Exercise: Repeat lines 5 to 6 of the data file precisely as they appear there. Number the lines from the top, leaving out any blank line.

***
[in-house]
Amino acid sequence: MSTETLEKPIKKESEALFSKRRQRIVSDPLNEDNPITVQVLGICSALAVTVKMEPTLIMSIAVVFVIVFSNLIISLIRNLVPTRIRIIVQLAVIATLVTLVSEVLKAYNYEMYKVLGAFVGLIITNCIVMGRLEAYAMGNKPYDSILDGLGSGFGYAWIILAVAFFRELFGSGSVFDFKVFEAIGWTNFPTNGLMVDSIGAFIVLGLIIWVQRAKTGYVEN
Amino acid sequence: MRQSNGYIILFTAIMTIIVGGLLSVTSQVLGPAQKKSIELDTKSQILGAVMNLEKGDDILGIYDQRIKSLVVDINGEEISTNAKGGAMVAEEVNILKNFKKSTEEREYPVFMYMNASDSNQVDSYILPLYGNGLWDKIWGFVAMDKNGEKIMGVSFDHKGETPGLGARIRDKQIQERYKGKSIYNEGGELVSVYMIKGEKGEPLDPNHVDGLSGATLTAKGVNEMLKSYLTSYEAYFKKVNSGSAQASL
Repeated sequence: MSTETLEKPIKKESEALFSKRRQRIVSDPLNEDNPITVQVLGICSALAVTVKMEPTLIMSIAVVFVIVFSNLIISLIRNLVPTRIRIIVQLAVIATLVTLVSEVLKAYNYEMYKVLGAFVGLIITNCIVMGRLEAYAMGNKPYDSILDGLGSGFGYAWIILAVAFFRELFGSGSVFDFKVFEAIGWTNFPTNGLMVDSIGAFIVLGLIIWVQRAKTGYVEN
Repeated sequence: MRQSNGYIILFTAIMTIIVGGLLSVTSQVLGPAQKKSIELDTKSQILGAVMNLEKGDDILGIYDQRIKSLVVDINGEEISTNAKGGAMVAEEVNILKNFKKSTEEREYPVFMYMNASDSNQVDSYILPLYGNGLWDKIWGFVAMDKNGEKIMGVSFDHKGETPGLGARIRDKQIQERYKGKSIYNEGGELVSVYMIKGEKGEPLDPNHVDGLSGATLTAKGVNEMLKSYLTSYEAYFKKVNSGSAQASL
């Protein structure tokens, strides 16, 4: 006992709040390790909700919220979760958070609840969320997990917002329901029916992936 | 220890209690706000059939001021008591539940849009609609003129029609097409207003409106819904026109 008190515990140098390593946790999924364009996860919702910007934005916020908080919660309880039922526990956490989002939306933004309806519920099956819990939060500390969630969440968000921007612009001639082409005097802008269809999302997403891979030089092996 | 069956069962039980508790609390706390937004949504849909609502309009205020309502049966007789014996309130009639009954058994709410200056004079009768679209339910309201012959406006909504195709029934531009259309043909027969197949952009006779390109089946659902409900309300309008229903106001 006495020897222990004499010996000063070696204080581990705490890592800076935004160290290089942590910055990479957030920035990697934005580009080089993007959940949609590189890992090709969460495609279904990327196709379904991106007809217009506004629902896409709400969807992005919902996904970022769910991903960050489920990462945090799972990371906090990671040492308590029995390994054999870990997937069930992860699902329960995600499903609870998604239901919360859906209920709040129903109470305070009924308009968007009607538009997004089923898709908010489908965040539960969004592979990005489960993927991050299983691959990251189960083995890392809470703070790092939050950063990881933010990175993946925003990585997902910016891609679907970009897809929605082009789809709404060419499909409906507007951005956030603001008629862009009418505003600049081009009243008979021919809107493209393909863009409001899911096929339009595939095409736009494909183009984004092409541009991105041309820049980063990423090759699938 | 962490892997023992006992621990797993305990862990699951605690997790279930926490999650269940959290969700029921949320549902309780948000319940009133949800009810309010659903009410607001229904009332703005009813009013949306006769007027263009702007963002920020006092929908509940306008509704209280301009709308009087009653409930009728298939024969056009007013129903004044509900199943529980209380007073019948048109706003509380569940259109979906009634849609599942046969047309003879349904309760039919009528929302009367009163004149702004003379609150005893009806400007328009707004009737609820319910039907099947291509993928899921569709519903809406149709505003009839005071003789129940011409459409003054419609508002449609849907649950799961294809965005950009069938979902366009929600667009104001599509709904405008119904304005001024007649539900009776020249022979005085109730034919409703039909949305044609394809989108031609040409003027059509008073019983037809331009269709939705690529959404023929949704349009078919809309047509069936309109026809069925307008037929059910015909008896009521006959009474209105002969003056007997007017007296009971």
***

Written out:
Repeated sequence: MRQSNGYIILFTAIMTIIVGGLLSVTSQVLGPAQKKSIELDTKSQILGAVMNLEKGDDILGIYDQRIKSLVVDINGEEISTNAKGGAMVAEEVNILKNFKKSTEEREYPVFMYMNASDSNQVDSYILPLYGNGLWDKIWGFVAMDKNGEKIMGVSFDHKGETPGLGARIRDKQIQERYKGKSIYNEGGELVSVYMIKGEKGEPLDPNHVDGLSGATLTAKGVNEMLKSYLTSYEAYFKKVNSGSAQASL
């Protein structure tokens, strides 16, 4: 006992709040390790909700919220979760958070609840969320997990917002329901029916992936 | 220890209690706000059939001021008591539940849009609609003129029609097409207003409106819904026109 008190515990140098390593946790999924364009996860919702910007934005916020908080919660309880039922526990956490989002939306933004309806519920099956819990939060500390969630969440968000921007612009001639082409005097802008269809999302997403891979030089092996 | 069956069962039980508790609390706390937004949504849909609502309009205020309502049966007789014996309130009639009954058994709410200056004079009768679209339910309201012959406006909504195709029934531009259309043909027969197949952009006779390109089946659902409900309300309008229903106001 006495020897222990004499010996000063070696204080581990705490890592800076935004160290290089942590910055990479957030920035990697934005580009080089993007959940949609590189890992090709969460495609279904990327196709379904991106007809217009506004629902896409709400969807992005919902996904970022769910991903960050489920990462945090799972990371906090990671040492308590029995390994054999870990997937069930992860699902329960995600499903609870998604239901919360859906209920709040129903109470305070009924308009968007009607538009997004089923898709908010489908965040539960969004592979990005489960993927991050299983691959990251189960083995890392809470703070790092939050950063990881933010990175993946925003990585997902910016891609679907970009897809929605082009789809709404060419499909409906507007951005956030603001008629862009009418505003600049081009009243008979021919809107493209393909863009409001899911096929339009595939095409736009494909183009984004092409541009991105041309820049980063990423090759699938 | 962490892997023992006992621990797993305990862990699951605690997790279930926490999650269940959290969700029921949320549902309780948000319940009133949800009810309010659903009410607001229904009332703005009813009013949306006769007027263009702007963002920020006092929908509940306008509704209280301009709308009087009653409930009728298939024969056009007013129903004044509900199943529980209380007073019948048109706003509380569940259109979906009634849609599942046969047309003879349904309760039919009528929302009367009163004149702004003379609150005893009806400007328009707004009737609820319910039907099947291509993928899921569709519903809406149709505003009839005071003789129940011409459409003054419609508002449609849907649950799961294809965005950009069938979902366009929600667009104001599509709904405008119904304005001024007649539900009776020249022979005085109730034919409703039909949305044609394809989108031609040409003027059509008073019983037809331009269709939705690529959404023929949704349009078919809309047509069936309109026809069925307008037929059910015909008896009521006959009474209105002969003056007997007017007296009971």